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|Title:||'Vox Populi, Vox Dei’? A Comparative Investigation Into The (Un)Fairness Of The Jury Trial In The British And Italian Legal Systems.|
|Presented at:||University of Leicester|
|Abstract:||Behind the closed doors of the deliberation room, jurors determine another person’s fate. It is believed that, to grant fairness to trials, the decision of some judicial cases has to be referred to a panel of impartial peers. Yet, the occurrence of miscarriages of justice involving incorrect jury verdicts demonstrates that the jury system may be failing to respond to those democratic needs that constituted the foundations of its introduction. In an effort to identify the causes of the malfunctioning and to propose solutions, this thesis has investigated the matter through a comparative approach that looks at two crucial differences between British and Italian juries: the presence/absence of professionals (judges) on jury panels and the presence/absence of a requirement for juries to justify their verdicts. Far from being mere procedural aspects, these characteristics play a crucial role in the deliberation process, as this research found through an analysis of the results yielded by two interconnected empirical studies: interviews with Italian judges and mock jury experiments. Results from the studies suggest that both jury composition and motivated verdicts have an impact on juries’ behaviour, errors, and deliberation dynamics. Beneficial and detrimental effects of the two variables were considered in order to suggest solutions for an improvement to the functioning of jury trials. Accordingly, the aid of a professional juror, purposely trained to instruct and direct (not influencing) the panel of peers, could improve legal fairness of deliberations. Additionally, motivated verdicts should be required, since they increase jurors’ tendency to provide legally-oriented decisions. Given the high real-world impact of the matter, the implementation of these and further research suggestions is crucial to move towards the ‘fair trial’ that the jury system promised to grant.|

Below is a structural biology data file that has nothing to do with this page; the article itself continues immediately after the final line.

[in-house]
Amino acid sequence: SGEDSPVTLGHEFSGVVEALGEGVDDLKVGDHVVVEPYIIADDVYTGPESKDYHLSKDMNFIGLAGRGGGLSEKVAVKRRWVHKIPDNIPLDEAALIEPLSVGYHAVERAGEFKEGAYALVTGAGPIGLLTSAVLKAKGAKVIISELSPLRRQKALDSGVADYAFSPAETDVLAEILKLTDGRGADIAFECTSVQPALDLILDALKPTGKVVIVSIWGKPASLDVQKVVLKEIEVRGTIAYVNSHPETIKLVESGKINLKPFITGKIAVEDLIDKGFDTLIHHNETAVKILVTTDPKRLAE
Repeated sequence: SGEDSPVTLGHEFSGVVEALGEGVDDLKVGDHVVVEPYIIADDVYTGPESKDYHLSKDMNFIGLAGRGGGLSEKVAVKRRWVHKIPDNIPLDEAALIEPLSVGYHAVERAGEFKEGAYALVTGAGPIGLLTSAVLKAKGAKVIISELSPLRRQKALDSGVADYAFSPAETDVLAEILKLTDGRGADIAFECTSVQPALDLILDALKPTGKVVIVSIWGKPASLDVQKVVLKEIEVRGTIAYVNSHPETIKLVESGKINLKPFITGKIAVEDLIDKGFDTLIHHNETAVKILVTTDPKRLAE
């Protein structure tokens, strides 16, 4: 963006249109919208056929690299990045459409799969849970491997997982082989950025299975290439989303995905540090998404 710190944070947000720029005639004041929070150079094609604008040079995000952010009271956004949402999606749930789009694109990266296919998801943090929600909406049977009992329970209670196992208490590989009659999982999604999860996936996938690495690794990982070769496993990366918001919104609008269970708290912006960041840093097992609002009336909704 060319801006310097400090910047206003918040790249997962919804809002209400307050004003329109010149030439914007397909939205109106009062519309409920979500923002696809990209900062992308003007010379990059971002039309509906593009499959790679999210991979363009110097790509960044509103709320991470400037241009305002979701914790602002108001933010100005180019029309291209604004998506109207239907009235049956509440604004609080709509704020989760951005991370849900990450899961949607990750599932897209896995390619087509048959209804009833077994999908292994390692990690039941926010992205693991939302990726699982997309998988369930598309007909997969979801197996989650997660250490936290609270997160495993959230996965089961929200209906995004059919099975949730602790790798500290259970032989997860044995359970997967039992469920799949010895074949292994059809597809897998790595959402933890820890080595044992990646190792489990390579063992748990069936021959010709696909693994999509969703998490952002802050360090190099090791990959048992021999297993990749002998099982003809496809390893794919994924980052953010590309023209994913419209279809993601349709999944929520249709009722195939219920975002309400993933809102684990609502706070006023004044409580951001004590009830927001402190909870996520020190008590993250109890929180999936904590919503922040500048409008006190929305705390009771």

|Rights:||Copyright © the author. All rights reserved.|
|Appears in Collections:||Leicester Theses|
Theses, Dept. of Criminology
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